The self-regulatory model in women with rheumatoid arthritis: Relationships between illness representations, coping strategies, and illness outcome
Carlisle, ACS, John, AMH, Fife-Schaw, CR and Lloyd, M (2005) The self-regulatory model in women with rheumatoid arthritis: Relationships between illness representations, coping strategies, and illness outcome British Journal of Health Psychology, 10 (4). pp. 571-587.
Carlisle et al 2005 author version.pdf
Available under License : See the attached licence file.
Plain Text (licence)
Objectives. The self-regulatory model proposes that an individual's cognitive representations of illness threat (illness representations) influence the selection and performance of strategies to cope with that illness (Leventhal, Meyer, & Nerenz, 1980). Also implicit in the model is the proposal that such coping strategies influence illness outcomes. These relationships represent a mediational model (Baron & Kenny, 1986). The aim of the present study is to test the hypothesis that coping strategies partially mediate the relationship between illness representations and illness outcome in women with rheumatoid arthritis. Design and methods. The study is an observational cross-sectional design. Self-report measures of illness representations, coping strategies, and illness outcome were collected from 125 women with rheumatoid arthritis attending rheumatology outpatient clinics. Clinical measures of disease activity and severity were obtained from hospital records. Results. Avoidant and resigned coping were found to partially mediate the relationship between symptom identity and the illness outcome measures of disability and psychiatric morbidity. As in other studies, strong relationships were found between illness representations and illness outcome. Conclusions. The finding that avoidant and resigned coping partially mediated the relationships between the illness representation dimension of symptom identity and two of the illness outcome measures (disability and psychiatric morbidity) provided some support for the hypothesis. However, the hypothesis was not fully supported, as coping did not partially mediate the relationship between any of the other illness representations and illness outcomes.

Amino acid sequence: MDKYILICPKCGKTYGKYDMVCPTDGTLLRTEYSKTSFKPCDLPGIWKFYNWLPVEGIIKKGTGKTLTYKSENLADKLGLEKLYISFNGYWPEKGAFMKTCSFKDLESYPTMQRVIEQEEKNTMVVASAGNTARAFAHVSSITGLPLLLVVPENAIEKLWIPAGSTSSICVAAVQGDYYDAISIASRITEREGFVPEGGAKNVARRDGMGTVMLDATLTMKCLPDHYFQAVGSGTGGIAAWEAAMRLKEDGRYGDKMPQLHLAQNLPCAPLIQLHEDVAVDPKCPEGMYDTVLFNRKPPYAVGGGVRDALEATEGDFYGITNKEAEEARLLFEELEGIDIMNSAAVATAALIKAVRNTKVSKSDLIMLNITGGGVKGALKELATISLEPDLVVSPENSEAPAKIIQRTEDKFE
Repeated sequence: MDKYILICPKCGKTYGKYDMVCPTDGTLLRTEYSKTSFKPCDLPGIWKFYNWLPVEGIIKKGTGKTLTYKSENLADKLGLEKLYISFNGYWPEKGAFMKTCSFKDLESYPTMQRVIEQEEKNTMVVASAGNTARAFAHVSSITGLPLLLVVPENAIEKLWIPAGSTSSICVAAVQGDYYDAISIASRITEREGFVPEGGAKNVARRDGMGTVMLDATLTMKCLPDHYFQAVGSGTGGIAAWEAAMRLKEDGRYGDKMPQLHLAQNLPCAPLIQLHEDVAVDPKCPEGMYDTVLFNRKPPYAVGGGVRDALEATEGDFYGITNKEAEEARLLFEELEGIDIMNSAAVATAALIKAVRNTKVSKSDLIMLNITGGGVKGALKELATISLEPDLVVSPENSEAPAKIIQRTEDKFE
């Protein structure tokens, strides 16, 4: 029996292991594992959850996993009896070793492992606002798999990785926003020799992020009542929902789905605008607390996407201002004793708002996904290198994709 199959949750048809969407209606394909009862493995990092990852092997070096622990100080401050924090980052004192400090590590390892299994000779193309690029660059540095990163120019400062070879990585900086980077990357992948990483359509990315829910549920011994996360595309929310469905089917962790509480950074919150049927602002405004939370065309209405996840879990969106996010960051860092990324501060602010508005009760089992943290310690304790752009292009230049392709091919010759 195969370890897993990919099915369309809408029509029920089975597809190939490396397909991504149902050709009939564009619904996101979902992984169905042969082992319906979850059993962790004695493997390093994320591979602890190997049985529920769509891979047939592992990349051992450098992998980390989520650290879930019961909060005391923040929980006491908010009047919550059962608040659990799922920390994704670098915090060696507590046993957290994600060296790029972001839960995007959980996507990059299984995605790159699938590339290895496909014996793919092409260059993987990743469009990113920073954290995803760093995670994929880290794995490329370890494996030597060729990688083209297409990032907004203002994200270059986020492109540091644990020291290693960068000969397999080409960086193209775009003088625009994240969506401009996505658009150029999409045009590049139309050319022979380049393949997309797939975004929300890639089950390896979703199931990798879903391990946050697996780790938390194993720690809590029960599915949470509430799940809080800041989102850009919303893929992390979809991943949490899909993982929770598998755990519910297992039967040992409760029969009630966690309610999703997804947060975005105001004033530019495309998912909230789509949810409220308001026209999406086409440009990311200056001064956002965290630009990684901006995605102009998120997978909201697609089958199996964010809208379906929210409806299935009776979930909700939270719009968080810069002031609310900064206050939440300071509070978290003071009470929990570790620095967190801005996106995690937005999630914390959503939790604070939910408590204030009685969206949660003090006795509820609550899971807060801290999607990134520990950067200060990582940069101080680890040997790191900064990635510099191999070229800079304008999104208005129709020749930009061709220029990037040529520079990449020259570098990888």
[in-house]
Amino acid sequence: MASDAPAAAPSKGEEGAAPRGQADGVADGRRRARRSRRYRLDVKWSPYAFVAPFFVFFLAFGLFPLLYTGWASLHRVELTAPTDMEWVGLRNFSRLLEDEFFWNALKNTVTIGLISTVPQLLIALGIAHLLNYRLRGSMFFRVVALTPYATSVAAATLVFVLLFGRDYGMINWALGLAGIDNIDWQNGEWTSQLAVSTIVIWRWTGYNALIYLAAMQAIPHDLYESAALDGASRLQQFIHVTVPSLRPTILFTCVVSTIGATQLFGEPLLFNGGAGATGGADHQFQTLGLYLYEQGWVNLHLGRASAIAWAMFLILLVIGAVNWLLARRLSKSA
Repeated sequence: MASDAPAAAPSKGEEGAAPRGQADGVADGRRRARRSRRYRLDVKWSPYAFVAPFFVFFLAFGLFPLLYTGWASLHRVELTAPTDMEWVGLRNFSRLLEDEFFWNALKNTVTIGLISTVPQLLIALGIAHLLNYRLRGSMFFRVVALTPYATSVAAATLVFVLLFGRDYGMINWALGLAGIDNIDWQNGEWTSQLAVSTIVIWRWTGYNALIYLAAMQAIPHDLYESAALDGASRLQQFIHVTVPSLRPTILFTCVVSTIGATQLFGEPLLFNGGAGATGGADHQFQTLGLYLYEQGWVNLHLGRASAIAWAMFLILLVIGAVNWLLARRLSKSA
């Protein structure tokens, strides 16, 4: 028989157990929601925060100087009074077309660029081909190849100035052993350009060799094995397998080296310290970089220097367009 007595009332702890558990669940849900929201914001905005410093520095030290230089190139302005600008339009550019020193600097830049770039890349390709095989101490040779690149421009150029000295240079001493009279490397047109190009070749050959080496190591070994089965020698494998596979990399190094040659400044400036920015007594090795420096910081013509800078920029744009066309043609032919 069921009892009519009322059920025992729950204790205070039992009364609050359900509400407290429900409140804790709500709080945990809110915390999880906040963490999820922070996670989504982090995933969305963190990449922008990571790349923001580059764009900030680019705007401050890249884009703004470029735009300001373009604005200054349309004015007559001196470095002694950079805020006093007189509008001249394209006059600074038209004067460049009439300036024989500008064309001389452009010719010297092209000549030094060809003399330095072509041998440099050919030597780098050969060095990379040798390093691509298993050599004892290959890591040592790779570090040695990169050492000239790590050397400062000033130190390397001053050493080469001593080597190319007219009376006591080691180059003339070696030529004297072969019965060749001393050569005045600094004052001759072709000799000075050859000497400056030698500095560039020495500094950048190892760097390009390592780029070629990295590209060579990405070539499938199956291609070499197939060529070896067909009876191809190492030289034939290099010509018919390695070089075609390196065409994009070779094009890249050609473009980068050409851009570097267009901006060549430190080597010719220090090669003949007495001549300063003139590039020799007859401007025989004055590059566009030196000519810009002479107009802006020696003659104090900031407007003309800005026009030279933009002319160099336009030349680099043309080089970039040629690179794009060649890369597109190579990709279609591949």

|Divisions :||Faculty of Health and Medical Sciences > School of Psychology|
|Date :||1 November 2005|
|Identification Number :||https://doi.org/10.1348/135910705X52309|
|Uncontrolled Keywords :||psychological adjustment; personal models; older adults; questionnaire; disease; pain; perceptions; management; disability; variables|
|Additional Information :||This is the accepted version of the following article: Carlisle ACS, John AMH, Fife-Schaw CR, Lloyd M. The self-regulatory model in women with rheumatoid arthritis: Relationships between illness representations, coping strategies, and illness outcome. British Journal of Health Psychology 10(4):571-587, which has been published in final form at http://dx.doi.org/10.1348/135910705X52309.|
|Depositing User :||Symplectic Elements|
|Date Deposited :||30 May 2014 17:23|
|Last Modified :||09 Jun 2014 13:59|
Actions (login required)
Downloads per month over past year